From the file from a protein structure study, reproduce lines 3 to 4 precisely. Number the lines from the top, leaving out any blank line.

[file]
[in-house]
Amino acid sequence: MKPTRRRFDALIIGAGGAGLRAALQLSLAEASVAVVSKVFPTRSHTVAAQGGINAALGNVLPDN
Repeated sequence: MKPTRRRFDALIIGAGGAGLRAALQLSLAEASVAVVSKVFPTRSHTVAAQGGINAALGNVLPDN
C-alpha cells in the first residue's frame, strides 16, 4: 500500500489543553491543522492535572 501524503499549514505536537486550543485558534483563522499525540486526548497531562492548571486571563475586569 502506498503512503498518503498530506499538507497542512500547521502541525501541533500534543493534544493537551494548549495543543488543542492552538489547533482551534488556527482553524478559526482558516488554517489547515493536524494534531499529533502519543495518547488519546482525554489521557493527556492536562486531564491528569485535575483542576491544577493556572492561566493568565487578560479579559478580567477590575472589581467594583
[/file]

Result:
Repeated sequence: MKPTRRRFDALIIGAGGAGLRAALQLSLAEASVAVVSKVFPTRSHTVAAQGGINAALGNVLPDN
C-alpha cells in the first residue's frame, strides 16, 4: 500500500489543553491543522492535572 501524503499549514505536537486550543485558534483563522499525540486526548497531562492548571486571563475586569 502506498503512503498518503498530506499538507497542512500547521502541525501541533500534543493534544493537551494548549495543543488543542492552538489547533482551534488556527482553524478559526482558516488554517489547515493536524494534531499529533502519543495518547488519546482525554489521557493527556492536562486531564491528569485535575483542576491544577493556572492561566493568565487578560479579559478580567477590575472589581467594583